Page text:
Take advantage of strong Canadian dollar
For the first time in 30 years, the Canadian loonie is worth more than the U.S. dollar.
What does that mean for us? Money in the bank, baby.
Retailers from Blaine to Bellingham are counting on Canadian customers coming in for cars, appliances, clothes — you name it.
Experts who track the exchange rate with Canada have said for years that the loonie was undervalued. During the late ‘90s and early 2000s, it hit as low as 63 cents on the U.S. dollar.
The recent dollar adjustment, which is largely due to a rise in Canadian exporting of raw materials such as iron, copper and oil, has already been felt in Whatcom County. This past August saw a 50 percent increase in car traffic over last year, and experts are expecting better retail numbers in the third quarter of 2007.
But as Canadians start experiencing the mess at the border, they might lose some steam.
Construction at the Peace Arch crossing started this fall and will continue through the end of 2009 — just before the start of the 2010 Winter Olympics in Vancouver. If construction is delayed (and who ever heard of a construction project not getting delayed?), then the first thing olympic tourists will experience before they get to the border crossing is a mess of a border crossing.
We have a few more years to worry about that, though. For now, this is a great time for businesses who are thinking about courting B.C. customers. Keep those loonies in mind, and you can take them to the bank.
— Vanessa Blackburn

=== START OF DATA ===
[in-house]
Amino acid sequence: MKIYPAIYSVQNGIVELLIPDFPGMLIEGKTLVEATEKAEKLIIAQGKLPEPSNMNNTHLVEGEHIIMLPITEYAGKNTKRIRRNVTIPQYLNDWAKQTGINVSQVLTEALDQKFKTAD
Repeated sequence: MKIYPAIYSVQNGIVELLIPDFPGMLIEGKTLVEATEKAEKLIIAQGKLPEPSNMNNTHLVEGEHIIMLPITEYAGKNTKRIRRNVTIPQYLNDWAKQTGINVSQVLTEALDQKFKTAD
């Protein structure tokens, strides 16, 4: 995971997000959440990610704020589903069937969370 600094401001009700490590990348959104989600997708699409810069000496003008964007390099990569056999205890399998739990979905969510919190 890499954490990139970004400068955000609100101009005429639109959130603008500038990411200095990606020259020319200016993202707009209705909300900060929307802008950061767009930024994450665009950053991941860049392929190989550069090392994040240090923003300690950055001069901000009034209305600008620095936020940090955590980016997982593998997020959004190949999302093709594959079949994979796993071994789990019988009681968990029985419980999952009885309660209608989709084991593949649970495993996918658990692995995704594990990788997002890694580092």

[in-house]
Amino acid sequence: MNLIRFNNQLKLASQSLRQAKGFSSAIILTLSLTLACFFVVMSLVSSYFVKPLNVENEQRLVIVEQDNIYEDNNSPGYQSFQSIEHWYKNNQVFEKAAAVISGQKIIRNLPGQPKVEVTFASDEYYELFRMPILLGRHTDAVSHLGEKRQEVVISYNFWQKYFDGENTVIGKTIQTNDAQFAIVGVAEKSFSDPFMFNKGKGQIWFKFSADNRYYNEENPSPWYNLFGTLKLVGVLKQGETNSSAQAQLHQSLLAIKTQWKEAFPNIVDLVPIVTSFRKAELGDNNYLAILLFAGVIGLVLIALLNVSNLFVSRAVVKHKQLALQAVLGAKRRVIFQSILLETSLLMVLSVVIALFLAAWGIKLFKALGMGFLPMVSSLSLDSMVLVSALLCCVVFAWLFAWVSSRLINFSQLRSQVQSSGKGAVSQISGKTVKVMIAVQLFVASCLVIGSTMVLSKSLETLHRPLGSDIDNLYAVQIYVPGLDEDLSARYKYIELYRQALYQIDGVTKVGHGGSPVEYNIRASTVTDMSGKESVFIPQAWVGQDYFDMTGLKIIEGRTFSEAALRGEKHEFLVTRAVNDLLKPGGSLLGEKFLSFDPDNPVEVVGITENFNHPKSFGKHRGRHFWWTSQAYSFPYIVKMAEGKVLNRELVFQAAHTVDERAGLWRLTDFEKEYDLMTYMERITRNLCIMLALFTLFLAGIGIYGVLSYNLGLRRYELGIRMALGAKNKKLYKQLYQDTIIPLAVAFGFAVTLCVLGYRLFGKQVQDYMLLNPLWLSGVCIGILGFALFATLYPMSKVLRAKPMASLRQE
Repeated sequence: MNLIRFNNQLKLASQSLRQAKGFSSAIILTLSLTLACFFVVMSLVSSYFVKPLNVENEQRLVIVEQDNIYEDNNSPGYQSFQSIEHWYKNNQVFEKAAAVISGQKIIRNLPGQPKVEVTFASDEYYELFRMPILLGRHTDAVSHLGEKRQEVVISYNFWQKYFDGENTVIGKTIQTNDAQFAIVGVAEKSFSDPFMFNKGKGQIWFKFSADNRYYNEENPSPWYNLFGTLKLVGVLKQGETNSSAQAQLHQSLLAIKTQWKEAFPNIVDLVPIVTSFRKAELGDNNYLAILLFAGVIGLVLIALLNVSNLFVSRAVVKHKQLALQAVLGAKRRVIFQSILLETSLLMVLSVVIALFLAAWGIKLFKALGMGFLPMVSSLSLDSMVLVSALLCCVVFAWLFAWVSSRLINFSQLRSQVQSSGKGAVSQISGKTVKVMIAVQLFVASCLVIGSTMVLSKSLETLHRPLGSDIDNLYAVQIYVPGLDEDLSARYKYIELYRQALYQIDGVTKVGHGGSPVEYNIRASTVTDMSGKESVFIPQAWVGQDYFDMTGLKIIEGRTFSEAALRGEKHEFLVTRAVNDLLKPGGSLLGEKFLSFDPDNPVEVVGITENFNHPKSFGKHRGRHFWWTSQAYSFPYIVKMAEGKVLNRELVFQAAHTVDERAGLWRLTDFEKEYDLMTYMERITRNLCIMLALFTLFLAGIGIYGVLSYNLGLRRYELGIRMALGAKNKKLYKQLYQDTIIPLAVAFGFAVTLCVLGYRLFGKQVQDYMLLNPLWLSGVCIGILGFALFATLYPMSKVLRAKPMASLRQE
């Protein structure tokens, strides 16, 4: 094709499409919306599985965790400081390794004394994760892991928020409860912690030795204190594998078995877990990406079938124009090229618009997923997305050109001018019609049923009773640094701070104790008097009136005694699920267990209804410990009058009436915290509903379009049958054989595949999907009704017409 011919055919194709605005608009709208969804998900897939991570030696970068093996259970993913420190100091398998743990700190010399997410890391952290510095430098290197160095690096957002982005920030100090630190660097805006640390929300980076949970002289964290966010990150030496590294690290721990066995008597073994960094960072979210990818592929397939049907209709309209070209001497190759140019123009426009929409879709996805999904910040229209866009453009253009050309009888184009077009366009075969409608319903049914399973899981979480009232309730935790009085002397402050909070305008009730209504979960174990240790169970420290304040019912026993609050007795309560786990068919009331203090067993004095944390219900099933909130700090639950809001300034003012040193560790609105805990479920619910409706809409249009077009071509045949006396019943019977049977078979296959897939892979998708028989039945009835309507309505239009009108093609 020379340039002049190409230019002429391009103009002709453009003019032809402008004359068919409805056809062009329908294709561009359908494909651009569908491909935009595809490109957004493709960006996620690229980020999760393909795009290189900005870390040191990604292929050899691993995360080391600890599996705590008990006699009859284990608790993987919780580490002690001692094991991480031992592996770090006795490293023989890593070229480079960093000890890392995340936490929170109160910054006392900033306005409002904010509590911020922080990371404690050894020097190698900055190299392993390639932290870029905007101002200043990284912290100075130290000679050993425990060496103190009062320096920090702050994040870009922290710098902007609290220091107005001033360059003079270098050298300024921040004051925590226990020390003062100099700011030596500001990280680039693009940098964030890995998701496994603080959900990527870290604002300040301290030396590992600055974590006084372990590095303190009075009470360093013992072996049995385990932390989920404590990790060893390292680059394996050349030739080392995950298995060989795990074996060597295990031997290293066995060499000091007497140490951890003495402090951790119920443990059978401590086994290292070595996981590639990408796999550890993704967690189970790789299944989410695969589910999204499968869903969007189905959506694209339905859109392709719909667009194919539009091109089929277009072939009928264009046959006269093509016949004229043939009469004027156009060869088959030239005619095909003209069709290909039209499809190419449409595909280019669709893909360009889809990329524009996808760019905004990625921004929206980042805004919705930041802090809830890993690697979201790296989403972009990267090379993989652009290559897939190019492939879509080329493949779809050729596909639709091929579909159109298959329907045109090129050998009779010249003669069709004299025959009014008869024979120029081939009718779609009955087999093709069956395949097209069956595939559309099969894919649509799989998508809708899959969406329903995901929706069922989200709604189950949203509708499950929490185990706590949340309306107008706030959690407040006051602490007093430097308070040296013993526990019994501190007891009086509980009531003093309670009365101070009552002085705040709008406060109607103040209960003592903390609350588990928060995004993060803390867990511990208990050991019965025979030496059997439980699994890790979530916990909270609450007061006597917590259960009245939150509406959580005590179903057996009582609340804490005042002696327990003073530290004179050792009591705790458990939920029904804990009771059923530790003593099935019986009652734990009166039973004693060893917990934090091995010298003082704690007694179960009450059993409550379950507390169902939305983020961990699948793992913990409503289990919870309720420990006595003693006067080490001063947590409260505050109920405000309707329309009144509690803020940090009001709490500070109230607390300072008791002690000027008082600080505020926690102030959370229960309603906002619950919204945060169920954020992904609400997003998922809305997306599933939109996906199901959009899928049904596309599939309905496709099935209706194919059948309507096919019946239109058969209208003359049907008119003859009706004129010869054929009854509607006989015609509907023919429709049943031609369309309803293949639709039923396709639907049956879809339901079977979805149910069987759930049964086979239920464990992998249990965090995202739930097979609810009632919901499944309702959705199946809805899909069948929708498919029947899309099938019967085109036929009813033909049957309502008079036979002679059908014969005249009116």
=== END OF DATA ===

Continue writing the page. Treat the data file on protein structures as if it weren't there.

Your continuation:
The sky is not falling at Bellingham airport
And another one bites the dust.
For the second time this year, an airline has started operations at Bellingham International Airport and then announced after a few months that it will cease its flights. The first was Western Air, which lasted less than two months, and now it’s Skybus.
One might come to the conclusion that there just aren’t enough customers coming to and fro to make it worth it for the airlines. But that’s not entirely true. Skybus reported that 80 percent to 90 percent of their flights were full. So if it wasn’t their ability to fill seats, then what was it?
Simple: the price of jet fuel. Crude oil prices are up 50 percent over last year, and just in the first two weeks of October the price went up by $10 a barrel. In fact, in reaction to these increases, Alaska and Horizon Air announced their ticket prices will be going up.
Skybus, which began low-cost flights out of Bellingham in May, will cease operations on Jan. 5. This announcement probably says more about discount airlines than it does about Bellingham, however.
While Skybus and Western have come and gone as quickly as the wind, it is likely that others will try again soon. Allegiant Airlines added a scheduled flight to Mesa, Ariz., in October, and port officials have said they plan to continue to court other airlines that have expressed interest in Bellingham.
If they can continue to fill seats, it seems likely we’ll be hearing of another airline flying in before too long.